Germany: What a Week

20 June 2007

In Germany there is a continuous flow of gambling-related information. No day passes without new developments--legal or otherwise.

Last week kicked off with a decision by the Higher Regional Court of Düsseldorf, which rejected the lottery companies' appeal against the Federal Competition Authority's (FCA) August 2006 ruling.

In its ruling, published June 11, the court declared some of the practices resulting from the formation of the German lottery and pools organization to be anti-competitive and incompatible with German and European competition law.

In the meantime, in two separate letters, the European Commission (EC) had already informed the German states directly that the planned State Lottery Treaty violated fundamental market freedoms upheld by the European Union.

The Düsseldorf ruling confirmed the current legal position held by the EC, where the regionalism principle--the formal restriction of lotteries to their relevant state--violates European anti-trust laws.

"[The regionalism principle] was meant to be a central element of the new gaming State Treaty," said Jens Schumann, CEO, Tipp24 AG. "Now that the Higher Regional Court has confirmed the Federal Cartel Office's decision, this is no longer an option. We see this as a clear signal for the future of the German lottery market."

The competition-law dispute had been triggered by the lottery companies' refusal to accept lottery tickets sold over the counter by Fluxx subsidiary Jaxx at outlets like supermarkets and filling stations, argued Rainer Jacken, management board member and spokesman, Fluxx AG.

And according to the FCA, he said, the boycott is unlawful and must therefore cease.

“The Higher Regional Court of Düsseldorf has now confirmed as much," Jacken added. "The [FCA] had also ruled that the regionalism principle and parts of the so-called Regionalization State Treaty may no longer be applied."

Jacken said that the 16 state lottery companies have since been in competition with each other and are no longer permitted to reach pacts--for instance, on commission payments to commercial gaming agents.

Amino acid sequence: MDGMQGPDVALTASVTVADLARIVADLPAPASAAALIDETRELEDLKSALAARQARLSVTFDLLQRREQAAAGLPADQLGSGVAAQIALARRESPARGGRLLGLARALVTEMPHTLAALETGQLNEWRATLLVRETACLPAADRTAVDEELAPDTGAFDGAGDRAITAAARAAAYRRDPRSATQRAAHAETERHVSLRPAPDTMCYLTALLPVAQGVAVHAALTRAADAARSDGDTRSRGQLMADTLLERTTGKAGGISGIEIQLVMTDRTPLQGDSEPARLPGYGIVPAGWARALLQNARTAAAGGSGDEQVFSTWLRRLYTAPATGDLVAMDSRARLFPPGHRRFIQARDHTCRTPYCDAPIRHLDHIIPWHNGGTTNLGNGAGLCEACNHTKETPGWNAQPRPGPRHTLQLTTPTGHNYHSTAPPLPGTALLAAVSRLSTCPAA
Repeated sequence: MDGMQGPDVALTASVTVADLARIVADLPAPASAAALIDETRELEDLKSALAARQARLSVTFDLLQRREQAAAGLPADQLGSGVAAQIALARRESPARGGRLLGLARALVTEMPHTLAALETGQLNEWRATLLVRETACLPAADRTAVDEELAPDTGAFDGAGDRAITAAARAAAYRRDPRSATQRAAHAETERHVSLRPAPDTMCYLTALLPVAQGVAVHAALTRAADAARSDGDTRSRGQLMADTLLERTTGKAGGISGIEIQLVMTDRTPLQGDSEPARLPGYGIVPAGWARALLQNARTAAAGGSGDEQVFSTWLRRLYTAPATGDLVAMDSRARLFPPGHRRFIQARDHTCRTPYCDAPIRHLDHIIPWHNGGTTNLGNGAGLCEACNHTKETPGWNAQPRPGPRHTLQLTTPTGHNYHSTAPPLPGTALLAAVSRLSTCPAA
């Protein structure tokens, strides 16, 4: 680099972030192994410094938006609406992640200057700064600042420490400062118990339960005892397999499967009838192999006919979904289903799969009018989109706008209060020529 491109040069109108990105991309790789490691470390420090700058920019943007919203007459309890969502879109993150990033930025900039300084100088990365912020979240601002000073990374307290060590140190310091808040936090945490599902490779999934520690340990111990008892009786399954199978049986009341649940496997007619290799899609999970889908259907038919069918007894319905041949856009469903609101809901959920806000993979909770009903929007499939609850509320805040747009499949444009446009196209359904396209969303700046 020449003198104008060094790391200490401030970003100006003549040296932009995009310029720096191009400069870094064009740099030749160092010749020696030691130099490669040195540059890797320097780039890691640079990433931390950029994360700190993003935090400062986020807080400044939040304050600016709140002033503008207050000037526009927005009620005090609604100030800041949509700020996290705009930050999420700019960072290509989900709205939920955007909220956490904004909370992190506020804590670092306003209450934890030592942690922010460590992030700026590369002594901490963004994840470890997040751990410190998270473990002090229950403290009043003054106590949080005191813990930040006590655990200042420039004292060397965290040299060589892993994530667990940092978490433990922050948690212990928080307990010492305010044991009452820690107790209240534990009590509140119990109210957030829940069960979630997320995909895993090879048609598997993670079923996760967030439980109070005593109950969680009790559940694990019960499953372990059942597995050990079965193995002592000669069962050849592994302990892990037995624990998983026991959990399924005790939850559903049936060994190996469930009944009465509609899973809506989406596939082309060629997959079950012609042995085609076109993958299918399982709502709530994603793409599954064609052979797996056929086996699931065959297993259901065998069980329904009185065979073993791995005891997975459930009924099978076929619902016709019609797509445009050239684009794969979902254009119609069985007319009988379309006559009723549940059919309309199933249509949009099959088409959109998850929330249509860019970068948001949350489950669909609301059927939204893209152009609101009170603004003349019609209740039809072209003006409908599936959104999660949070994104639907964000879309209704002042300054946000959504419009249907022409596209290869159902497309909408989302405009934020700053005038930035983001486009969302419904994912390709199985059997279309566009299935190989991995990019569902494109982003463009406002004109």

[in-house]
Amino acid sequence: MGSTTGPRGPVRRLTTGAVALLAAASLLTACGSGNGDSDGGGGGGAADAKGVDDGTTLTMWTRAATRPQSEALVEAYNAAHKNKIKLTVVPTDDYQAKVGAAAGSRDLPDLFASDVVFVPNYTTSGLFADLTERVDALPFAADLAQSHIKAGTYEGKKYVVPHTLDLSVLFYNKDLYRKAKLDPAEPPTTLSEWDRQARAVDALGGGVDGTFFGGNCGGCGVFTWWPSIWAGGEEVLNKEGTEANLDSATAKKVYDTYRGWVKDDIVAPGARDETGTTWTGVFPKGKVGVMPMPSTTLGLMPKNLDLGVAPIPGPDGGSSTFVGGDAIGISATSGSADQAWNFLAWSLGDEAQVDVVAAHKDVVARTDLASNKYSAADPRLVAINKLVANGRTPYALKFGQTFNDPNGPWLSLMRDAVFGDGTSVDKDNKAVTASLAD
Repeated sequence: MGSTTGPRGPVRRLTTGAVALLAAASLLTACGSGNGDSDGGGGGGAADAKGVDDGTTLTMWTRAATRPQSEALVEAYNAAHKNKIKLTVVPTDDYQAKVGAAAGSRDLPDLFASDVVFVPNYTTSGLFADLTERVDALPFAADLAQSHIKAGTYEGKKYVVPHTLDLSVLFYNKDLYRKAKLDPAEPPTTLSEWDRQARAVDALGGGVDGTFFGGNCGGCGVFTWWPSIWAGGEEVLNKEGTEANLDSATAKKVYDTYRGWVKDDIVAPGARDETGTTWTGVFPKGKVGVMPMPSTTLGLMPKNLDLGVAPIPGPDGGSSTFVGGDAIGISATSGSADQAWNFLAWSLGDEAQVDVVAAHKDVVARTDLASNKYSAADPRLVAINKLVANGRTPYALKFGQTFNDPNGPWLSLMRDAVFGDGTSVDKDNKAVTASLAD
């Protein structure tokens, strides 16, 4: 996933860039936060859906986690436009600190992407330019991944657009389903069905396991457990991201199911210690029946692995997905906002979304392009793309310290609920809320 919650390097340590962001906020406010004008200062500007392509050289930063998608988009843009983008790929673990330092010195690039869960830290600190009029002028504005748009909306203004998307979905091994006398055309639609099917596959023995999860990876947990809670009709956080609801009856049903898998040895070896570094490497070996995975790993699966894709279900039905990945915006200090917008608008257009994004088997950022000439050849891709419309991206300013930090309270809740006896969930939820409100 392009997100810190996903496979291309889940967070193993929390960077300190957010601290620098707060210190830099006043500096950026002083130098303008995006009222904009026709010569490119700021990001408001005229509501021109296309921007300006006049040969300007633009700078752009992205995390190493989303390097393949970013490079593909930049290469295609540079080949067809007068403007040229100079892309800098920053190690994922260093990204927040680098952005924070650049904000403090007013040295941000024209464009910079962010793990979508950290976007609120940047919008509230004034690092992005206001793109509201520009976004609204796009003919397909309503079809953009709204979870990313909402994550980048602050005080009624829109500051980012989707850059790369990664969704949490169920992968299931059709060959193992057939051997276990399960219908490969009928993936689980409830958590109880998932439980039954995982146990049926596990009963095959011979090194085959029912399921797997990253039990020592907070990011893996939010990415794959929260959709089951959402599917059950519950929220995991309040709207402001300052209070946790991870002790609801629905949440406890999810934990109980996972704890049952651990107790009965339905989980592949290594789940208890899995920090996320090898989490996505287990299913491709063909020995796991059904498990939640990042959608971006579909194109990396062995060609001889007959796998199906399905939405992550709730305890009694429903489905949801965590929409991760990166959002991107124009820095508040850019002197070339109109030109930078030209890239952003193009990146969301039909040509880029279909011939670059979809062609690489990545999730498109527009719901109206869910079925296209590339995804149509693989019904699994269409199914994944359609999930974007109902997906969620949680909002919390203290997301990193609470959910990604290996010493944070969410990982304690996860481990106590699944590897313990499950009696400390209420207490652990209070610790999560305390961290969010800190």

Taxes and lottery funds, too, must remain in the federal state in which the tickets were submitted by gaming agents; now, no redistribution may take place.

Strangely enough, there was no reaction from both the Lotto and Toto Block and European Lotteries on the Düsseldorf decision.

On Wednesday news broke that, in the German Parliament, the sports committee had joined with a broad majority in support of the sports-betting monopoly.

The same day, the German football federation (DFB) and the German football league (DFL) criticized the German government over its intention to extend the national monopoly to 2011. Representatives from both organizations have argued--so far, without success--to reorganize sports betting in Germany.

Die Welt also reported Wednesday that WestLotto, one of the 16 state monopolies, saw its market share reduced by 2 percent to 1.77 billion euro in 2006. While the company's lotto business remained strong, turnover from its Oddset sports-betting business fell 20 percent to 84.2 million euro.

On Thursday the state of Rhine-Palatinate became the majority partner in Lotto Rhineland-Pflasz GmbH (LRP), which, until then, had been privately held. The existing shareholders--the sports associations Sportbund Pfalz, Sportbund Rheinland and Sportbund Rheinhessen--will, altogether, retain 49 percent.

After announcing plans last week to bid for LRP, Fluxx management was taken off-guard by the news.

"The information seems to be correct," Stefan Zenker, Head of Investor Relations, Fluxx, told IGN. "We were also very surprised to find this information in the newspaper. We immediately forwarded it to the Cartel Office--this cannot be the way things work."

Rob van der Gaast has a background in sports journalism. He worked for over seven years as the head of sports for Dutch National Radio and has developed new concepts for the TV and the gambling industry. Now he operates from Istanbul as an independent gambling research analyst. He specializes in European gambling matters and in privatizations of gambling operators. Rob has contributed to IGN since Jul 09, 2001.